A postdated check is a check that is written with a future date on it.
This is because once a check is signed, it becomes legal tender. In other words, once you write a check, legally, it can be signed and cashed, regardless of its date. If this happens and you donâ€™t have the funds available in your checking account to cover the check, you could be hit with an overdraft fee. You could also lose credibility with the person to whom you made out the check.
To avoid this from happening, you may be able to notify your bank ahead of time that you donâ€™t want a check cashed until the date youâ€™ve written on it. Some state laws could require a bank or credit union to wait to cash the check if you give reasonable notice. In your notice to your bank, you should provide the name of the payee, your account number, the check number and the amount of the check.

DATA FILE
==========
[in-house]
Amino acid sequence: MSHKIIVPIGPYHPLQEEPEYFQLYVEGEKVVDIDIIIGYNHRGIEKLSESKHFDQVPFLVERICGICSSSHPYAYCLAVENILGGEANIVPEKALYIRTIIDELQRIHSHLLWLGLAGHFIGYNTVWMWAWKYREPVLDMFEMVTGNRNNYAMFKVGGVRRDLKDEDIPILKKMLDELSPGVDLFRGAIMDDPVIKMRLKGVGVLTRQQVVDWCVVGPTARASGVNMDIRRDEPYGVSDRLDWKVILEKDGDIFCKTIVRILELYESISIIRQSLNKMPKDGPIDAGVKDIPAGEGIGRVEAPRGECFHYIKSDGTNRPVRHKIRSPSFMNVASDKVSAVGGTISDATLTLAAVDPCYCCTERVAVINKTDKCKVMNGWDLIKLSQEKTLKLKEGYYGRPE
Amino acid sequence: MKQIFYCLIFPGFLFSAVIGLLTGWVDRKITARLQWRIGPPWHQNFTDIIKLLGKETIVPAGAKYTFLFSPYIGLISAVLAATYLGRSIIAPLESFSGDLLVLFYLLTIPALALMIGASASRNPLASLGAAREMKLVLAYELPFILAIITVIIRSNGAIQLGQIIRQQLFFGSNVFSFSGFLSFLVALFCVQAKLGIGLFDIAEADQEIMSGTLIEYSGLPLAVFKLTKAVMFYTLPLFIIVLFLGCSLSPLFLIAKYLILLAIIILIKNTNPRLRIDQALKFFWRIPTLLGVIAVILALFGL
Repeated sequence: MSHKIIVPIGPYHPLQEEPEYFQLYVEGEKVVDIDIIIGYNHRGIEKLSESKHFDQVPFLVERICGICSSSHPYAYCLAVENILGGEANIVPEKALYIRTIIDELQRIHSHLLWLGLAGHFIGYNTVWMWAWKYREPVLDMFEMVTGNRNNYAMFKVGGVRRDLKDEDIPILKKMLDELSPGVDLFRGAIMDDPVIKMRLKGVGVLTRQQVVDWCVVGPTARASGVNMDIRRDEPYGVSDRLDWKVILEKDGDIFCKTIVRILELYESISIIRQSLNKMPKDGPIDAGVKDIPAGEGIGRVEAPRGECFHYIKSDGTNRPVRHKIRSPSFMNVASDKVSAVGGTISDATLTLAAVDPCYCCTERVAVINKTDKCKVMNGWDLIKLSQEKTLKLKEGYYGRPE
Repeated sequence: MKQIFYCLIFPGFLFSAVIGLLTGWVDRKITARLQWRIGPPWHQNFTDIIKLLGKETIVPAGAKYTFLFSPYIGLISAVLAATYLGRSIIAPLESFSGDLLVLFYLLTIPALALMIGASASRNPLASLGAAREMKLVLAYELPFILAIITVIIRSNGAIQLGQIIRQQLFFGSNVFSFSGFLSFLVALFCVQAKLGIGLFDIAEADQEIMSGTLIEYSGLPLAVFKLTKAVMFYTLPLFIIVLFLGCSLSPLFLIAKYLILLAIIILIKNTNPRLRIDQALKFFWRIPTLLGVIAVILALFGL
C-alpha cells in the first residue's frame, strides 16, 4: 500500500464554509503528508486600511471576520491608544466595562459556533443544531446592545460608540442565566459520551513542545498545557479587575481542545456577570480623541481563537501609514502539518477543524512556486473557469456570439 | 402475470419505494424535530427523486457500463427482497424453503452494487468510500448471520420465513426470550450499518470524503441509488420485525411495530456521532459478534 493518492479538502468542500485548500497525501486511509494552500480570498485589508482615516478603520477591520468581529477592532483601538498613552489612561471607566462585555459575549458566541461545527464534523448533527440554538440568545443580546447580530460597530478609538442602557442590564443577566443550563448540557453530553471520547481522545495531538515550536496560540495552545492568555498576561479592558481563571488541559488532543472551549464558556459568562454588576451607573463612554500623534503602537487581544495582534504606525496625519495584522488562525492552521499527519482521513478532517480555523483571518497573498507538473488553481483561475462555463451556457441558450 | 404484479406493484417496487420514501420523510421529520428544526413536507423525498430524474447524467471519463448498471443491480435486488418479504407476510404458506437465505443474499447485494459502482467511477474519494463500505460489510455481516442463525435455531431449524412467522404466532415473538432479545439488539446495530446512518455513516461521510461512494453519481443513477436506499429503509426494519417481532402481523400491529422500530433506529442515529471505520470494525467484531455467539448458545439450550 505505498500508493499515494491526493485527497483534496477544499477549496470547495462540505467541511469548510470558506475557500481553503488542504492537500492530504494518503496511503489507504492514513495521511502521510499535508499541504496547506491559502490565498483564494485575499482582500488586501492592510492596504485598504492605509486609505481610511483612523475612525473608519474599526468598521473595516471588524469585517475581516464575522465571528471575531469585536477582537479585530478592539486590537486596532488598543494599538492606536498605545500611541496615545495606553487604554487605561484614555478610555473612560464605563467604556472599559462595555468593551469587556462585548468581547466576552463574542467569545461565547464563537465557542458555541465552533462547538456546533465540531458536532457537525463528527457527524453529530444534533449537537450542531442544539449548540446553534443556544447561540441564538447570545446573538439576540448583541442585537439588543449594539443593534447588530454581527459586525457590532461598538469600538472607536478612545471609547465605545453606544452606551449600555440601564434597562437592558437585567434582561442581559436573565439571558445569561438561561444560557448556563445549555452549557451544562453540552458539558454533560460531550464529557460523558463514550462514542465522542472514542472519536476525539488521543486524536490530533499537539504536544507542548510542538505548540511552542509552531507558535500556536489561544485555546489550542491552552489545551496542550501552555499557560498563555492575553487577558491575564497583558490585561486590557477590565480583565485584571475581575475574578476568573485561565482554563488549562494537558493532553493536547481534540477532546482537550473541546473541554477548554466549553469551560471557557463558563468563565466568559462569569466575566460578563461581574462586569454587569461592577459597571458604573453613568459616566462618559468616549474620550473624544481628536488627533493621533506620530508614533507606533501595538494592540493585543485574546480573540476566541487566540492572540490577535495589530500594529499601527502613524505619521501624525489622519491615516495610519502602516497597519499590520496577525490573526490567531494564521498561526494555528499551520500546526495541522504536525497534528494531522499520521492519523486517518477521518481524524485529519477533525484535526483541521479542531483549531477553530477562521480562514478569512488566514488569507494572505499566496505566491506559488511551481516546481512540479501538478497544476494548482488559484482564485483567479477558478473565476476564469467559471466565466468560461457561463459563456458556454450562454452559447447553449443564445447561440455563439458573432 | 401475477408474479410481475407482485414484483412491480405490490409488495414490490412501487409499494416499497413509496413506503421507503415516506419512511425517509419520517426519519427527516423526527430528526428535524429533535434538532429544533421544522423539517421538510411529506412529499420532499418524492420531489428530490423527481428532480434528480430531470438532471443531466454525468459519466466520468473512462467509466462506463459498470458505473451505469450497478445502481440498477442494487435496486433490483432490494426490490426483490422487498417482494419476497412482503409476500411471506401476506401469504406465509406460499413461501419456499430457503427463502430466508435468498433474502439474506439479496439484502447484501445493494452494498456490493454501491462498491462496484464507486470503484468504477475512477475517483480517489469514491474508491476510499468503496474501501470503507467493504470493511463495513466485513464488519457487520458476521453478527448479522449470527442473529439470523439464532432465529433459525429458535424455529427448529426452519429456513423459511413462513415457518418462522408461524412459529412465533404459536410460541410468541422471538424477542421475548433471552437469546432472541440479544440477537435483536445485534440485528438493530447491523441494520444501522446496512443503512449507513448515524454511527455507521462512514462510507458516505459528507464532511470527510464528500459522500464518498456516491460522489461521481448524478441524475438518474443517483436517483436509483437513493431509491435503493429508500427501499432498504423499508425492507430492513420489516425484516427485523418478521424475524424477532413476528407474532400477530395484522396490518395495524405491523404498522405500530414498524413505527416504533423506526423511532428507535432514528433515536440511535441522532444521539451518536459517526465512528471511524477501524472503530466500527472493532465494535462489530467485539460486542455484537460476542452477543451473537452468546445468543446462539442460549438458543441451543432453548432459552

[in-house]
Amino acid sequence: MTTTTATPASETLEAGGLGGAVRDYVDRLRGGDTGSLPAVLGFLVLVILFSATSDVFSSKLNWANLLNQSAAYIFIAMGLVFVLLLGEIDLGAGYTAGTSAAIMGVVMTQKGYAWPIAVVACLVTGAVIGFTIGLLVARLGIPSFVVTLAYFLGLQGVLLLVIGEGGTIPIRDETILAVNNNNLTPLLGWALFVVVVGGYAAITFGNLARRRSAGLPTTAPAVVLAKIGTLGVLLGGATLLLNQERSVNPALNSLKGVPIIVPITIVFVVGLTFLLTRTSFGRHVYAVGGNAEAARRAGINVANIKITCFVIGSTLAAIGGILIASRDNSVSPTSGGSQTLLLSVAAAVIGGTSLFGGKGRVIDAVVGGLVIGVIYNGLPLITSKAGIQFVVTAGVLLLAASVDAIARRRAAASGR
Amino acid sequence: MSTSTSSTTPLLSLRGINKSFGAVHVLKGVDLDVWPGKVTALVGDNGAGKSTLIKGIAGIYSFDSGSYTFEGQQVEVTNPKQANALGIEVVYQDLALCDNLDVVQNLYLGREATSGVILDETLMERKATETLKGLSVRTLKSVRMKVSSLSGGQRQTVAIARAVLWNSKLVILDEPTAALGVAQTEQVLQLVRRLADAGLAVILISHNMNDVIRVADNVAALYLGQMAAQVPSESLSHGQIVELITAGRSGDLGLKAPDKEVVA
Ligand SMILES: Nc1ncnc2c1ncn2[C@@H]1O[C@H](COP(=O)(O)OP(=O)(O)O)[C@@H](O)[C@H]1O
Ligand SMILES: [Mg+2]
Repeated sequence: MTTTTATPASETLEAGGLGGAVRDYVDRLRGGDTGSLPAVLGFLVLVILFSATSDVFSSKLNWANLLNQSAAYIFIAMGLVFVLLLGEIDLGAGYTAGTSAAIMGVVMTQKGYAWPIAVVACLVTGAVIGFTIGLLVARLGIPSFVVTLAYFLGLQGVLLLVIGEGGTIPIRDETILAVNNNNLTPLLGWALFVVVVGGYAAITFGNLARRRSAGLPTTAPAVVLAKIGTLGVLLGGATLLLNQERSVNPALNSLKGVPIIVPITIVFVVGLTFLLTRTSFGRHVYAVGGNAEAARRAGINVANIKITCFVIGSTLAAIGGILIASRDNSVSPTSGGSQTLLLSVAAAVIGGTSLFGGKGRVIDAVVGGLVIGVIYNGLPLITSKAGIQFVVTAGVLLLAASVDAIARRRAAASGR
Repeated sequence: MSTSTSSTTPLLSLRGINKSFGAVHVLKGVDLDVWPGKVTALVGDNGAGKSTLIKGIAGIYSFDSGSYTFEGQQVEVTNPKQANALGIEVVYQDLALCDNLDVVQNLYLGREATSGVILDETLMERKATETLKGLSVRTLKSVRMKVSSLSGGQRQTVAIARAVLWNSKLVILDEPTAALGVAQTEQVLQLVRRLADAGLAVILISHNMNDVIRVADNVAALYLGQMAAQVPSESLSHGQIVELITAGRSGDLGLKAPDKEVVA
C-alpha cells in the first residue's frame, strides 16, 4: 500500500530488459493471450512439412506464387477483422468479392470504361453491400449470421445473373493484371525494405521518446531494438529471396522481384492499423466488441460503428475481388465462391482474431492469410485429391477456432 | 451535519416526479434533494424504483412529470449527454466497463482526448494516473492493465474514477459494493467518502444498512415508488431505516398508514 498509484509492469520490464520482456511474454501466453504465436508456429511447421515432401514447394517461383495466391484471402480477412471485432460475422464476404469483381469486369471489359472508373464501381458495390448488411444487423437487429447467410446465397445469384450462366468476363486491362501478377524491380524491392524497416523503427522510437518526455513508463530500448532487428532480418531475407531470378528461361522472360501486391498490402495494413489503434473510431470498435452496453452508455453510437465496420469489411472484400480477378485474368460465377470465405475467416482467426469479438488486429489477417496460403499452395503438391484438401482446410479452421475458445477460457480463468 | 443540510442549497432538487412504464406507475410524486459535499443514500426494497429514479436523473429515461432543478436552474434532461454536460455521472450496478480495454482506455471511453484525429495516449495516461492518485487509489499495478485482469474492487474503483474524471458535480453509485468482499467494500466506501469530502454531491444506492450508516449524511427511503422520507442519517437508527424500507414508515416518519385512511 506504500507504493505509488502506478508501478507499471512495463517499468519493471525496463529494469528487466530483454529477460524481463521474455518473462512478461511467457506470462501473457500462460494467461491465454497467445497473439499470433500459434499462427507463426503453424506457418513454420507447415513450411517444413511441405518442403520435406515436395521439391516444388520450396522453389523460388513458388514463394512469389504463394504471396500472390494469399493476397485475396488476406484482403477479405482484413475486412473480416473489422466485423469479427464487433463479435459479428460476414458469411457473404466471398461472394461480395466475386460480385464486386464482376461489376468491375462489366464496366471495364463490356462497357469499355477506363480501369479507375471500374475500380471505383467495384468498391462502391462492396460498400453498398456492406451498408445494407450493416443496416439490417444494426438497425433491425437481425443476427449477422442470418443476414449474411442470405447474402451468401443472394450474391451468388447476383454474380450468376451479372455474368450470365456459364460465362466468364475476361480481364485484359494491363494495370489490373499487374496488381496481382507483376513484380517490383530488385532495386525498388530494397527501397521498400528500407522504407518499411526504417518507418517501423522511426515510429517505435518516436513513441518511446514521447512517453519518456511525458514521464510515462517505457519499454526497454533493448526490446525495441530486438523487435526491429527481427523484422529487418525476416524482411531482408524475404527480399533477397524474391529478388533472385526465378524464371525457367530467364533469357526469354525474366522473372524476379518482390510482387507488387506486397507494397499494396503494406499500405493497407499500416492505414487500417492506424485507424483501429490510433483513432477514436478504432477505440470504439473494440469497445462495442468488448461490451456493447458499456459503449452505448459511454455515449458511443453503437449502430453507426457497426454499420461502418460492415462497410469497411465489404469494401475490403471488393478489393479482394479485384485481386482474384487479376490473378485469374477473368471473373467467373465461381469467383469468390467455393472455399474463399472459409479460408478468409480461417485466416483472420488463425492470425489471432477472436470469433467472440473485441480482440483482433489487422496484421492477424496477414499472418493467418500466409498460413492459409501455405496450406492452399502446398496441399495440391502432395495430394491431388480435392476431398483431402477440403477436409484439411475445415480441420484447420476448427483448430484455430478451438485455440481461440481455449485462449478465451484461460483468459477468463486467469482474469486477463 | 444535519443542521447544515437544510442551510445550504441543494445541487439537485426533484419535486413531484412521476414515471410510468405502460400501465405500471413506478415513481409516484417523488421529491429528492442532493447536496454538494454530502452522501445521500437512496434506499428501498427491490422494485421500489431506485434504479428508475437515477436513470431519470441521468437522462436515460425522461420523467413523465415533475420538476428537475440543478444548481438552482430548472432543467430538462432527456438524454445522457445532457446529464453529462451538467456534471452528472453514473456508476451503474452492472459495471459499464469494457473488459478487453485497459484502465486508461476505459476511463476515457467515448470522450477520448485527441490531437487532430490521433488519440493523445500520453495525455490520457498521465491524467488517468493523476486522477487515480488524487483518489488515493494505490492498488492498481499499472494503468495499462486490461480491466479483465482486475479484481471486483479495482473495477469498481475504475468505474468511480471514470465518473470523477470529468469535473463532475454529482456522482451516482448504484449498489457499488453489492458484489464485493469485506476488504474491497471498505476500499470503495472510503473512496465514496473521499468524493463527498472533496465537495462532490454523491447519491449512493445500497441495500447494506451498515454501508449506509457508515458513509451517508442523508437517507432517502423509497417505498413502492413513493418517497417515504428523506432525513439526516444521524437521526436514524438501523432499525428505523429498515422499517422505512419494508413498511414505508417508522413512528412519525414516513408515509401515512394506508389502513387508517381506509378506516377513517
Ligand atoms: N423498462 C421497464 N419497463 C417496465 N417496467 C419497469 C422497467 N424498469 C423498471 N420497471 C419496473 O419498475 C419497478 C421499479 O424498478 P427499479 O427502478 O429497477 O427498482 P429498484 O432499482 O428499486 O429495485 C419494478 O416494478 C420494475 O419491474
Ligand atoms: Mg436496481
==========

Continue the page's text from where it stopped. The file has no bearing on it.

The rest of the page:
The Consumer Financial Protection Bureau (CFPB) indicates that if you provide written notice to a bank about a postdated check, your request should remain valid for six months. If you provide oral notice, your request should be valid for 14 days. Itâ€™s also possible that a bank will require you to pay a fee to process this request.
You might also want to communicate with the person you are writing the check to that you would like them to wait until the date specified. This could help manage their expectations and avoid bouncing a check.
That said, it is always better to avoid writing a postdated check if you can help it. Once you hand over a check to someone, they are generally in control of when it is cashed. A better alternative could be using an online bill pay service through your bank or another financial institution. Consumers can also apply for a loan from a bank or credit union to cover expenses, ask their employer for a pay advance or work out a payment plan with the person they are paying.
Itâ€™s also important to keep in mind that it is illegal to intentionally write a bad check. And while a postdated check isnâ€™t in itself illegal, it could be wiser to avoid postdating a check and seeking an alternative way to make your payments.